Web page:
The issue of whether it’s the place of celebrities to weigh in on political issues (which, in this article, will cover a spectrum of political views and social issues) is as old as time. The second a non-political public figure expresses anything that could be construed as a political view, there will be some person messaging them, telling them in no certain terms to ‘stick to the entertainment, fool’ or ‘stay in your lane, boy’.
Do they have an obligation to be political?
At this point I should I clarify that yes I am aware that YouTubers have freedom of speech and can say whatever they want – well, to a point, anyway. What I’m asking here is whether YouTubers, especially larger YouTubers, have an inherent social obligation to at least engage in the political climate. When I wrote that I was disappointed that PewDiePie made a video that included the phrase ‘death to all jews‘, many people commented questioning why I was calling him out when (apparently) many people online make jokes like that. The answer is simple: because they’re not the biggest YouTuber in history. It’s inescapable that when you have the kind of audience and platform that a lot of YouTubers have, you also have a lot of power and, in the words of Spiderman’s other, lesser-known uncle Gary: ‘with great power … uh … something about being responsible, I forget.’
Pictured above: Uncle Gary.
That power is not to be overlooked. YouTubers, even silly YouTubers, have to the power to spread messages and ideas to millions of people – from a diverse range of ages, beliefs and countries of origin. Ultimately, the way they choose to use that power is up to them, but the argument that big YouTubers don’t actually have influence, or that they can simply ignore that power, really doesn’t hold water.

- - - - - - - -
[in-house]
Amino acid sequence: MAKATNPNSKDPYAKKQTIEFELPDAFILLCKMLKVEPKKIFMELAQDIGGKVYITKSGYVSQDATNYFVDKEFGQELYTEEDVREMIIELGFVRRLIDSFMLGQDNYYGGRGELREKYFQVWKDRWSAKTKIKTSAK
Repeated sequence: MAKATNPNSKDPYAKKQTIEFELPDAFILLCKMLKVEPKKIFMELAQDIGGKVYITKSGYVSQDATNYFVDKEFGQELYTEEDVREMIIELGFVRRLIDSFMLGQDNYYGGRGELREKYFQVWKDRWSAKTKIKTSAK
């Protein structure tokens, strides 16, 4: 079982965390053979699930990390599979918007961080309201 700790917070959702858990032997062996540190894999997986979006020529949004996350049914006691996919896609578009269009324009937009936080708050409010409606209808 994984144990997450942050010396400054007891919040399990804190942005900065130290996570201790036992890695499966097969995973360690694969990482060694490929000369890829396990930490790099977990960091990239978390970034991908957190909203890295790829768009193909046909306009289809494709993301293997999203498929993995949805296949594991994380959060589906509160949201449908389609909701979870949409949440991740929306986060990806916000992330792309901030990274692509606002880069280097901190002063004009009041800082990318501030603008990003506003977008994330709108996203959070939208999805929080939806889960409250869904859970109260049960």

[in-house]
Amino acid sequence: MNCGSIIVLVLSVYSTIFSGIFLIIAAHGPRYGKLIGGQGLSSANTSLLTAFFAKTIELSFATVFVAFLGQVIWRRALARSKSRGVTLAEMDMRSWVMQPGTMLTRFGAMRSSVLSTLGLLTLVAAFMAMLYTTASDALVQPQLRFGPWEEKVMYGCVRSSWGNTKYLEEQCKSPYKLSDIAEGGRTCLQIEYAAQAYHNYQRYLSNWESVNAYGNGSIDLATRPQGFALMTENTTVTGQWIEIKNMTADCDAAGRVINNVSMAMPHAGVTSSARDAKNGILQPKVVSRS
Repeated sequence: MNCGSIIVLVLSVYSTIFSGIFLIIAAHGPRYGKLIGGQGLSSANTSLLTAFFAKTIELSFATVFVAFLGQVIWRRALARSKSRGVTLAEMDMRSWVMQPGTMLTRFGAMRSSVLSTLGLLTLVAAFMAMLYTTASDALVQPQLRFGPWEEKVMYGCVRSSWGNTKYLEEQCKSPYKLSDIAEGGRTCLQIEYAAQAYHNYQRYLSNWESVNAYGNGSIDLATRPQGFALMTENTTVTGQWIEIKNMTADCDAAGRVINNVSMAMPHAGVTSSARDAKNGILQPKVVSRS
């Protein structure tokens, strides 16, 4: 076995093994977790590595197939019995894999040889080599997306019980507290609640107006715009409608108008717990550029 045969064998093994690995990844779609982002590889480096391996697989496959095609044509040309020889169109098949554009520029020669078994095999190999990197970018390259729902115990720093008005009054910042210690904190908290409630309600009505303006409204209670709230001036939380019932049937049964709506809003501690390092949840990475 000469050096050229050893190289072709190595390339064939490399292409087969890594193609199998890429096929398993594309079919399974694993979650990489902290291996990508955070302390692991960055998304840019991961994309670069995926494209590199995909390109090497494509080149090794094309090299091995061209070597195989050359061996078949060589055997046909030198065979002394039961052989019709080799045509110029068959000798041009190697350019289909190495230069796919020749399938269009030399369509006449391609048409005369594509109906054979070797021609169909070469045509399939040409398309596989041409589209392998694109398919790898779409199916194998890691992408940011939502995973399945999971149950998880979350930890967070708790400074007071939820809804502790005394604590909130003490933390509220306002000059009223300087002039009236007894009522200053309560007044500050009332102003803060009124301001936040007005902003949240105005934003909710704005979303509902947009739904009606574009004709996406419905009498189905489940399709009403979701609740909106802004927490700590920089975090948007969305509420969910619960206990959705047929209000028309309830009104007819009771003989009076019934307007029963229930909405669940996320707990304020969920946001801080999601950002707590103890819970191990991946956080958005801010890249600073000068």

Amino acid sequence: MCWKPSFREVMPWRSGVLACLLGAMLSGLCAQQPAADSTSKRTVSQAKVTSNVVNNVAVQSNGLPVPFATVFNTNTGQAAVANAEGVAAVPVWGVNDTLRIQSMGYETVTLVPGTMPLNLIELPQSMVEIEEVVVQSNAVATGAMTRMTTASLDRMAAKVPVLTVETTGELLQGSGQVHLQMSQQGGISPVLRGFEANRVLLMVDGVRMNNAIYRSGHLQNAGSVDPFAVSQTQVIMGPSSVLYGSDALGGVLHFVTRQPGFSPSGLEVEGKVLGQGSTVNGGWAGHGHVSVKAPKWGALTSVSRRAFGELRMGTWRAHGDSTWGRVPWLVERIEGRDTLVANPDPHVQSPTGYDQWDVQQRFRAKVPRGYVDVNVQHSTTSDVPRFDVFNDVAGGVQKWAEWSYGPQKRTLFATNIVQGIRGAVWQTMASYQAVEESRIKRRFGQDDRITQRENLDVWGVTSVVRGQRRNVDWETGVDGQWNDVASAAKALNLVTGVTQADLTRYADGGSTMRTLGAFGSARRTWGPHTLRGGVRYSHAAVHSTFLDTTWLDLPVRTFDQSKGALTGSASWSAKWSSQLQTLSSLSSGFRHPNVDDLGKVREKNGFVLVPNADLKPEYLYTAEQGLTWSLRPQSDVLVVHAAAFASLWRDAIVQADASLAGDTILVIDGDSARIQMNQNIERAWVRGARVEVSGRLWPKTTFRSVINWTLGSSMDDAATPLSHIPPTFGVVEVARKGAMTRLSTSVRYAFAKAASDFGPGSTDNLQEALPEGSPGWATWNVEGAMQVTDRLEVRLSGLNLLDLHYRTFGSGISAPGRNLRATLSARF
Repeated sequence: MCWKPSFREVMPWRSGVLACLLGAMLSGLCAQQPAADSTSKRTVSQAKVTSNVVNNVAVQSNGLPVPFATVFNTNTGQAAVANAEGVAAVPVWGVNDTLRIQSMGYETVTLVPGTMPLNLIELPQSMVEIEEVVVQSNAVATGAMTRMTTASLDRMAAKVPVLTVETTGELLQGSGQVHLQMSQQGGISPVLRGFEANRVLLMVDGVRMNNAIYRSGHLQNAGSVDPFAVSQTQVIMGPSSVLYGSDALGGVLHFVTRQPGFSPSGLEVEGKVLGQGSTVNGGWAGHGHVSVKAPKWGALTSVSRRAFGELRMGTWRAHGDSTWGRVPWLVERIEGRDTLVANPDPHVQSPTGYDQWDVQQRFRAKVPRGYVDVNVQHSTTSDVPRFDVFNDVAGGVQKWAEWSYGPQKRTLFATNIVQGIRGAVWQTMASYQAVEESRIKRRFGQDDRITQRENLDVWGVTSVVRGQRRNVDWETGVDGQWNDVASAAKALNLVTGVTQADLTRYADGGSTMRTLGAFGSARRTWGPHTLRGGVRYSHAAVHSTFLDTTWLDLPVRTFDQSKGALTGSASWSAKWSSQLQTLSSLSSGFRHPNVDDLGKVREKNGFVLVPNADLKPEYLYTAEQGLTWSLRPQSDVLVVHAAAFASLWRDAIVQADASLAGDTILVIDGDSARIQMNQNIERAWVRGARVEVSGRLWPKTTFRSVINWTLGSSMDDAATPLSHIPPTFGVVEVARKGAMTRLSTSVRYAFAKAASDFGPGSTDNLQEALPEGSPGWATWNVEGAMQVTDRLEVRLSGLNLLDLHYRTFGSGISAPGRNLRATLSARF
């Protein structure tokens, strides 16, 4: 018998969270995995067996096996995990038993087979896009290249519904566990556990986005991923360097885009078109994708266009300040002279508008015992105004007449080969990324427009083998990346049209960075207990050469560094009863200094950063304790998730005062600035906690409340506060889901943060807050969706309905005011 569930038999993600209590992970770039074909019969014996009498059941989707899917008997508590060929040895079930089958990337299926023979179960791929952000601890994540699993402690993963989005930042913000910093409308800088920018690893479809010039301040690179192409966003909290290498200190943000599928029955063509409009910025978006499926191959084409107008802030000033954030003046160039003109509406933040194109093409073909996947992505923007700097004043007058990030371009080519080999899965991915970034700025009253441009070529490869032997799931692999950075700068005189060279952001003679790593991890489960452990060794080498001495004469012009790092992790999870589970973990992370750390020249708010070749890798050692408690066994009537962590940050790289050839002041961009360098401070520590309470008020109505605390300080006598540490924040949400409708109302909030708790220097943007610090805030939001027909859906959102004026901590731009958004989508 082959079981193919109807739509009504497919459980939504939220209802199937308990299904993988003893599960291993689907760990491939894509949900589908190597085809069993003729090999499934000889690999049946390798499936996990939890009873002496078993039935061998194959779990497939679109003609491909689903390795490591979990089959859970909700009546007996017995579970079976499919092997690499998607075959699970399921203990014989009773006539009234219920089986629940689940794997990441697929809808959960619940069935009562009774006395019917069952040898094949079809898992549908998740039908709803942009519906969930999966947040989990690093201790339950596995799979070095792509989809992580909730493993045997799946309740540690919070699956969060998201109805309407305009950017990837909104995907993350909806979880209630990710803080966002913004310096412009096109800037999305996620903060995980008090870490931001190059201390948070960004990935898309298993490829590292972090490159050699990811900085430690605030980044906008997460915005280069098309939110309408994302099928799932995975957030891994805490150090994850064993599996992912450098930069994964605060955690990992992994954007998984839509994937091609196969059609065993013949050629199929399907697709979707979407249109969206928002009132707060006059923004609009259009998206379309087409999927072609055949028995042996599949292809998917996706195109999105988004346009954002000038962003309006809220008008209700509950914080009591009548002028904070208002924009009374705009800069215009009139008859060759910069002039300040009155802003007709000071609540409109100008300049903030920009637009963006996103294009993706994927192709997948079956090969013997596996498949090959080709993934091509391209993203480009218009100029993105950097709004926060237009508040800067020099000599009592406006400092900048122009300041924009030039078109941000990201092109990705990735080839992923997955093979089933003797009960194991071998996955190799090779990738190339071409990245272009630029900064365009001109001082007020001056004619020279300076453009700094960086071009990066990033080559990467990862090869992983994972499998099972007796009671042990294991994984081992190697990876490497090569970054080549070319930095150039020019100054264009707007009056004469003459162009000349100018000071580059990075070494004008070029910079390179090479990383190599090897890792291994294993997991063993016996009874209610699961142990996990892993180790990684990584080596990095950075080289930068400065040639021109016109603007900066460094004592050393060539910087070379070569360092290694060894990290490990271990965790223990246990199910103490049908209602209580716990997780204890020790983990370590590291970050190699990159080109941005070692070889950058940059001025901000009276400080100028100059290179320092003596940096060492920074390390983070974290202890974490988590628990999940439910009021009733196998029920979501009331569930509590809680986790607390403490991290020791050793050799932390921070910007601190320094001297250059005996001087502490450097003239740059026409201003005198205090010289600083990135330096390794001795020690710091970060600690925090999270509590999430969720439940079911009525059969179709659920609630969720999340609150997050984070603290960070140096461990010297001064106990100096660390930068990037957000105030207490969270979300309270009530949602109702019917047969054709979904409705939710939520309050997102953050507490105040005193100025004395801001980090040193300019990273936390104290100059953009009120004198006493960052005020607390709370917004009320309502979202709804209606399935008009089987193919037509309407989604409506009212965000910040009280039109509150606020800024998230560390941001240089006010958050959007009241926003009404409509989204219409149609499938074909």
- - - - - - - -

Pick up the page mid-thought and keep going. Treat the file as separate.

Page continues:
Can YouTubers have any positive benefit by getting involved?
Obviously people will have varying opinions on this but I would personally argue that YouTubers can have a profound impact on political discourse. I argued that Tyler Oakley was, in many ways, one of the heroes of the 2016 election season because of his unashamed advocation of Secretary Hillary Clinton – not because that aligns with my political beliefs (I mean, it does but that’s not the point), but because he had the guts to take a stand and urge people to get involved in the democratic process.
Yes, he was clearly arguing in favour of one party, but he was also encouraging discussion of the event and the surrounding issues; he was motivating people to be take action in their approach to the election, even if the action was disagreeing with him.
Is it worth it for the YouTubers’ careers?
YouTubers may be free to express their opinions, but from a cold, cynical business-focused standpoint, it may not be wise (not that YouTubers are ever coldly cynical and business-focused… oh wait). When Casey Neistat announced, in no uncertain terms that he would be voting for Hillary Clinton for President and challenged fellow YouTubers on their radio silence regarding the election, he received a lot of backlash from passionate pro-Trump supporters. Similarly, when retro games expert JonTron slammed the January Women’s March and basically outed himself as a Trump supporter in a bizarre Twitter meltdown, some of his subscribers said they weren’t sure if they’d be able to keep watching him.
What I’m saying is that I get why YouTubers might be coy about revealing their political views for fear of backlash – especially when they never entered the platform to discuss those matters in the first place. This is especially true of YouTubers who may turn out to have unexpected, broadly unpopular opinions.
Regardless, it’s evident that however they may choose their power, the potential to influence people is definitely there and more potent than some YouTubers (or viewers) might like to admit.